Japan commenced vaccinating health care workers against the coronavirus on Wednesday, rolling out a cautious inoculation program with just over five months until the Tokyo 2020 Olympics. Japan has thus far approved only the Pfizer/BioNTech vaccine, and started administering the first shots at a Tokyo hospital on Wednesday morning.
Japan will vaccinate 40,000 healthcare workers in the first phase of the COVID-19 inoculation drive, Japan Broadcasting Corporation said. The Tokyo Medical Center Director, Araki Kazuhiro was the first to receive the jab.
"I think the vaccine is the trump card in the coronavirus pandemic. If data from our shots are analyzed and used by public health officials, I would be very grateful," said Araki. Around 800 medical staff will be inoculated in the initial round and the recipients will be monitored for 15 minutes. There have been no reports of any severe reactions so far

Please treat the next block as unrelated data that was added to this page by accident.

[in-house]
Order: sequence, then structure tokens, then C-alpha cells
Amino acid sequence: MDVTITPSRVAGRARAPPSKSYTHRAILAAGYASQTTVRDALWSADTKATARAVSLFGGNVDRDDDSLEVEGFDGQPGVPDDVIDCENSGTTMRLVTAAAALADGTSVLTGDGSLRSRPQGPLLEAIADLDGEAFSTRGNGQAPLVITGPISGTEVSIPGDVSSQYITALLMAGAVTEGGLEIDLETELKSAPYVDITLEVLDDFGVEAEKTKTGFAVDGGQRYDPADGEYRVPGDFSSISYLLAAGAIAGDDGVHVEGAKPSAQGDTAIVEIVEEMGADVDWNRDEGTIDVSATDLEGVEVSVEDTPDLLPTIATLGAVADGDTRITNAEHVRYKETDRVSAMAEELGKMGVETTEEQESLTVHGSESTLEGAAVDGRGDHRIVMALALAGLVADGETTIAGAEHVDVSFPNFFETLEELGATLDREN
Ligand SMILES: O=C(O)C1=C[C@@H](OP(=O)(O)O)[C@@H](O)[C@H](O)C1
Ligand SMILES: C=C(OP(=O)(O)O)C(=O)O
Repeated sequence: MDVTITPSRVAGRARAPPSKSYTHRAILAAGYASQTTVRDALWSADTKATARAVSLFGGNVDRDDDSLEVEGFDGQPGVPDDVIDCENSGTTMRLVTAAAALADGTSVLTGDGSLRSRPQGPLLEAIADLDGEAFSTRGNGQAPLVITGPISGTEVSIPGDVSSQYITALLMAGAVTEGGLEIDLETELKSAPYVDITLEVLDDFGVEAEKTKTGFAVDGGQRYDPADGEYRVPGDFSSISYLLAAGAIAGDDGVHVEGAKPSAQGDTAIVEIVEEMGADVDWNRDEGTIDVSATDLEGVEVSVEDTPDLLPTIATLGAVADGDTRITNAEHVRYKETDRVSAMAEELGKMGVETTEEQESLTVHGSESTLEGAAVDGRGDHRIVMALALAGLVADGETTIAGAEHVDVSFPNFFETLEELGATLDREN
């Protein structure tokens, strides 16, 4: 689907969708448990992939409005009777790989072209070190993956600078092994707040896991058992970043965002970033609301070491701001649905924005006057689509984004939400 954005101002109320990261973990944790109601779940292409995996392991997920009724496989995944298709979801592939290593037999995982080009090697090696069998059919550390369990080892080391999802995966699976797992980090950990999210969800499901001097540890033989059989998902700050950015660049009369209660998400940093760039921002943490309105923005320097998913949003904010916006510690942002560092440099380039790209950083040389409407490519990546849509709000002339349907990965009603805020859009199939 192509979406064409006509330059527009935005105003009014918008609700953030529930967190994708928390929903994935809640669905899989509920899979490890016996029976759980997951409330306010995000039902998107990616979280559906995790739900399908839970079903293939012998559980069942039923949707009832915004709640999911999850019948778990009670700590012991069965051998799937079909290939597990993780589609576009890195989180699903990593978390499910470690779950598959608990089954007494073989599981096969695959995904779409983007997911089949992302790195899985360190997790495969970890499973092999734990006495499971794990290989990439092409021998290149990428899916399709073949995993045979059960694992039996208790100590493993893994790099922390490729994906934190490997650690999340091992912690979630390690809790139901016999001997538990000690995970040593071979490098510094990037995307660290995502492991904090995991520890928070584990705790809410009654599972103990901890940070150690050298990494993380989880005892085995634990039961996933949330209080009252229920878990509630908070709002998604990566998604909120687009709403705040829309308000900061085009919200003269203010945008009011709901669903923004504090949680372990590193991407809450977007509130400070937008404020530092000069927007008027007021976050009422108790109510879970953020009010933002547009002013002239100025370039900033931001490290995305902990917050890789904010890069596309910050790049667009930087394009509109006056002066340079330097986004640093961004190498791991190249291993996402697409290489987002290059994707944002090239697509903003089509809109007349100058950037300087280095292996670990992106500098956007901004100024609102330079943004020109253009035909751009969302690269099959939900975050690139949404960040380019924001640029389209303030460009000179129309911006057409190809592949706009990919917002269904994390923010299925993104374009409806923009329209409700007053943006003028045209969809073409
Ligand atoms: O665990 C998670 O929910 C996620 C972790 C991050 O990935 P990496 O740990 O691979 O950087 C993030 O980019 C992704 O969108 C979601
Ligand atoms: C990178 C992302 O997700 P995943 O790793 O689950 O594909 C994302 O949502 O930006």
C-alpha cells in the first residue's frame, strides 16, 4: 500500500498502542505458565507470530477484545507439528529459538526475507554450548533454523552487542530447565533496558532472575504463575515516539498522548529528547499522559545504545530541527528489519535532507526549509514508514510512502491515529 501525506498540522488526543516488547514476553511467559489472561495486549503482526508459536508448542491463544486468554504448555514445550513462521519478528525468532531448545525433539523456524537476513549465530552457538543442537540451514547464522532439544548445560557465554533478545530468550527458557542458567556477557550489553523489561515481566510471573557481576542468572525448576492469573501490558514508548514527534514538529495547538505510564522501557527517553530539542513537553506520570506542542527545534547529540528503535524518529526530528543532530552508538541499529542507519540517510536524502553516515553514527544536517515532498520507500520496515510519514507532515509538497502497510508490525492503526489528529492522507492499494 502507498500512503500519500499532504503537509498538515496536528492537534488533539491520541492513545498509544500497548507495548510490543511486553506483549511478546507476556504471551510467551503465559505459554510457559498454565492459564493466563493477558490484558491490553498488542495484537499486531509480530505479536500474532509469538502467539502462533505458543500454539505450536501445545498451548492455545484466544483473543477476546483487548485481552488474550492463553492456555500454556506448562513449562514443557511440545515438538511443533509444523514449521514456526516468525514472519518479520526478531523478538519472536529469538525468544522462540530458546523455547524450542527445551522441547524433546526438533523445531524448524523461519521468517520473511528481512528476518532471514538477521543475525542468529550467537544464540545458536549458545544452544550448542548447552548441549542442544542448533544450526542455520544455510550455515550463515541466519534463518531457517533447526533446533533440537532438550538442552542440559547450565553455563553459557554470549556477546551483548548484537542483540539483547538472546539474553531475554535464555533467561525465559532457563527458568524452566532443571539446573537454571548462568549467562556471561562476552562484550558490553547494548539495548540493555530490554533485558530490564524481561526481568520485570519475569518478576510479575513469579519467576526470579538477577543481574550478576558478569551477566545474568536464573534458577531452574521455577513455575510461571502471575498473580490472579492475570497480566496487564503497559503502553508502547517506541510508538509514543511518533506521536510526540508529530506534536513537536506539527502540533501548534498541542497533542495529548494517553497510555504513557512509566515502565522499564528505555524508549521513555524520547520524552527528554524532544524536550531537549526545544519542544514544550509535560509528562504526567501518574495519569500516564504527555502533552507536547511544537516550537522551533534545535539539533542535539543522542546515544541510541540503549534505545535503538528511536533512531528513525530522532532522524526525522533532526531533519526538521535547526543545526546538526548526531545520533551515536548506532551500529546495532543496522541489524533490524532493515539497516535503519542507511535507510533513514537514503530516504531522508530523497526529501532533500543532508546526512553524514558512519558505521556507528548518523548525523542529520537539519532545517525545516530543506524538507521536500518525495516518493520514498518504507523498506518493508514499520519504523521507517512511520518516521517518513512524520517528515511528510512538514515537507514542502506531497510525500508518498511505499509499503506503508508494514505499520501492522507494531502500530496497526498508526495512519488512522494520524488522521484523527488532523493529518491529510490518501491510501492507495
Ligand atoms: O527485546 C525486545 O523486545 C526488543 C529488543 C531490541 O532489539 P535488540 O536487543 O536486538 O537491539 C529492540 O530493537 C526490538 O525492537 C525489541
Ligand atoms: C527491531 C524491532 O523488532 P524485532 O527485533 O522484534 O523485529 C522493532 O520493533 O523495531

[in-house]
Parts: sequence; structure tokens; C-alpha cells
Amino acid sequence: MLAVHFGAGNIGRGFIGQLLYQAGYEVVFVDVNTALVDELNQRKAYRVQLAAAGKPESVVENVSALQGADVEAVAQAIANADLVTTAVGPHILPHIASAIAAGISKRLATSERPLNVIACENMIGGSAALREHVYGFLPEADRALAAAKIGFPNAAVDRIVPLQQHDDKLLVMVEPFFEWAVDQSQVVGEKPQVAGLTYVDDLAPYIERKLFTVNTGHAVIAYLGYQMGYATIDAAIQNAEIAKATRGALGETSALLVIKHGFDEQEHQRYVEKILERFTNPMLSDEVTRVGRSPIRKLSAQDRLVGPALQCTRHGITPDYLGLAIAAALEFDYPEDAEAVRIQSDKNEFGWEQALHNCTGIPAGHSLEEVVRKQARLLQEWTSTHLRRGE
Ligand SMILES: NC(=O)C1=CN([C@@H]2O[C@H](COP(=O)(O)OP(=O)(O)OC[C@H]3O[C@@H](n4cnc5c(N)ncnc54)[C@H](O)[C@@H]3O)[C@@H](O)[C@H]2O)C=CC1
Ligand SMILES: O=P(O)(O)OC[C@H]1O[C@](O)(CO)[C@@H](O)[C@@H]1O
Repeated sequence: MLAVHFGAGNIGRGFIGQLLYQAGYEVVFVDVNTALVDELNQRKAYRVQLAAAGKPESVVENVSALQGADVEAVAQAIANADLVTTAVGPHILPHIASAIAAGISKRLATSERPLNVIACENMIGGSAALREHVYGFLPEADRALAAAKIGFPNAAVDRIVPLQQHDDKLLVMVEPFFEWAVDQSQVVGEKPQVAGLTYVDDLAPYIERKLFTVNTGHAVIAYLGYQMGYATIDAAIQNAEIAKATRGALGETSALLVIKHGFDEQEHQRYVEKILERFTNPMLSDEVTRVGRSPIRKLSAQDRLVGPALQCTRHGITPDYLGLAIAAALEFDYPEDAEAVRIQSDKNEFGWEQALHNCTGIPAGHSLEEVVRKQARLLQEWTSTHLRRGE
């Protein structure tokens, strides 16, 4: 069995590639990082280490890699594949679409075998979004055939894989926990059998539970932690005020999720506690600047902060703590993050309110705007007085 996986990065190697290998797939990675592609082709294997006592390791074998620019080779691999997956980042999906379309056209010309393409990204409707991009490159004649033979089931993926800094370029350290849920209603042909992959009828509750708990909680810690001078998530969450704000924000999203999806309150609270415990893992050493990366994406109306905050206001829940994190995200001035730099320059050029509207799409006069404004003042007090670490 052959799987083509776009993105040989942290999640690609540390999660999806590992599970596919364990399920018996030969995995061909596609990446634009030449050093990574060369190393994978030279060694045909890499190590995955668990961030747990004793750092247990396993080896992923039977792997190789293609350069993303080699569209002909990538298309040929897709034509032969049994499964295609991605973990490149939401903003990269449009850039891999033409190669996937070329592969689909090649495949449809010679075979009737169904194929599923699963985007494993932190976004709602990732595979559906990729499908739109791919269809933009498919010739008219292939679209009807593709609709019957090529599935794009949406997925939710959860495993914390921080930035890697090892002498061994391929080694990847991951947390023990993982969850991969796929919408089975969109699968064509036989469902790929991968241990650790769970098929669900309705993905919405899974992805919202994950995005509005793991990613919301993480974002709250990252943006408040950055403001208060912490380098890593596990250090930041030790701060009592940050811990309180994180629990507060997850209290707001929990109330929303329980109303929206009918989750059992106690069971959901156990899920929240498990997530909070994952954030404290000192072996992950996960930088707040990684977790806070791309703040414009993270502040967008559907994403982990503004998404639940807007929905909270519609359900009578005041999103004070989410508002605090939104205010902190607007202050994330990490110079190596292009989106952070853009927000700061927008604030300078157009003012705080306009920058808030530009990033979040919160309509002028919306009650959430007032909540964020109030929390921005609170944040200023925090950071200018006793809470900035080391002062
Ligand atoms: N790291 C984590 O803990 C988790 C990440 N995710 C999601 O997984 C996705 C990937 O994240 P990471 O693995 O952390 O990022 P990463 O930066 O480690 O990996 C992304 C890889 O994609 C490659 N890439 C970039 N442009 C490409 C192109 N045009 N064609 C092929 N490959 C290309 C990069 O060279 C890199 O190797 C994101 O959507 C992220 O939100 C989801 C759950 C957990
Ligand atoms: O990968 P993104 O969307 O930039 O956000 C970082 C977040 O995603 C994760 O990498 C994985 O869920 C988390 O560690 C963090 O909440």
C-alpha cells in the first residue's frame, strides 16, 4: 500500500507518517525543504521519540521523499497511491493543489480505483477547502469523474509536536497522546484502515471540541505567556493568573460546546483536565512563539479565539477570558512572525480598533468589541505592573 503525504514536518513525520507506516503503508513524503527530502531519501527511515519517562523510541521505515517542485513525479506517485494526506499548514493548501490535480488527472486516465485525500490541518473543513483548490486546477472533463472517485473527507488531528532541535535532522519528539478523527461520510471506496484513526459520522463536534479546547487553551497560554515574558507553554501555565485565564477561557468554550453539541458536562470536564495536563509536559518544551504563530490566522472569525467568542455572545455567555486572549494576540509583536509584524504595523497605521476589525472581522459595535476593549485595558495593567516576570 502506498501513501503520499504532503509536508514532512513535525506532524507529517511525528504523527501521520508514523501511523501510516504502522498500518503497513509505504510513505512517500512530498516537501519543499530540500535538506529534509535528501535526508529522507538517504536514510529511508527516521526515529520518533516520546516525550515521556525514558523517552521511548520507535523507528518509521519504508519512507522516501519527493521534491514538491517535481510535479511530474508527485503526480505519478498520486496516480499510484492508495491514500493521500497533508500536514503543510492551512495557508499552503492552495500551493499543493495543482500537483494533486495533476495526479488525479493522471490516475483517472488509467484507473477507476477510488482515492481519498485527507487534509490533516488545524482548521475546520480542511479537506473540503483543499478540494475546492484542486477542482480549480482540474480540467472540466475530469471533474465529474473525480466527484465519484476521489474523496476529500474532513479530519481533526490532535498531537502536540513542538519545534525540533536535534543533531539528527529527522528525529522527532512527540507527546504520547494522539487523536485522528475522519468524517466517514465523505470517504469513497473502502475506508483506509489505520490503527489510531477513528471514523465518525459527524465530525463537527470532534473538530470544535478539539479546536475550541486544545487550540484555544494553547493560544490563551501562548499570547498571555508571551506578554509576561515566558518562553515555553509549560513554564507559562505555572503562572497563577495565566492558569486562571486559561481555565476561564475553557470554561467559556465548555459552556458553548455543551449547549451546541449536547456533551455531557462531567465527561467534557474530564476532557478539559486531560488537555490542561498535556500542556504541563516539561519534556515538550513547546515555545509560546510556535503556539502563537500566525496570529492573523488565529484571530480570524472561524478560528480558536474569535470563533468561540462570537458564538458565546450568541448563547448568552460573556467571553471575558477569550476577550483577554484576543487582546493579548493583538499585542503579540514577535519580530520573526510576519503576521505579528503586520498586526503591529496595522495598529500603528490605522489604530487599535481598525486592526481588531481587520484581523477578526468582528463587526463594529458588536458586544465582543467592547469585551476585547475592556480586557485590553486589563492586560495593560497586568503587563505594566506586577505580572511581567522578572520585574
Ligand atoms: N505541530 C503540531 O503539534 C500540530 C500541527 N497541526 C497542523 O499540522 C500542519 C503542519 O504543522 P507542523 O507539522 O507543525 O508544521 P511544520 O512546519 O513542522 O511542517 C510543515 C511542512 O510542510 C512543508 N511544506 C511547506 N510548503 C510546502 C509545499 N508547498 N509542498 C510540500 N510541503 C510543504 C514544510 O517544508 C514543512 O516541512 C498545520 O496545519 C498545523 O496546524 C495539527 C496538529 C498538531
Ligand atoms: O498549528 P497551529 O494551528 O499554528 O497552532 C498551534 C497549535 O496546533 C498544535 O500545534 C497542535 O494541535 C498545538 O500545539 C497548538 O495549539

"I think it will be great if I can work without feeling anxious for myself, or for society, so I am relieved that I'm vaccinated and can be part of this first step," said the head nurse at Tokyo Medical Center. The inoculations will eventually be expanded to about 3.7 million medical workers and then to elderly people. Medical staffs at 100 hospitals across Japan are receiving Pfizer's vaccine. 20,000 jabbed healthcare officials will be monitored by the Japanese government to check for side effects, reported NHK World
Health authorities across Japan reported more than 1,400 new coronavirus infections on Wednesday, with 79 deaths. Six-hundred-seven people are currently in serious condition, the report added.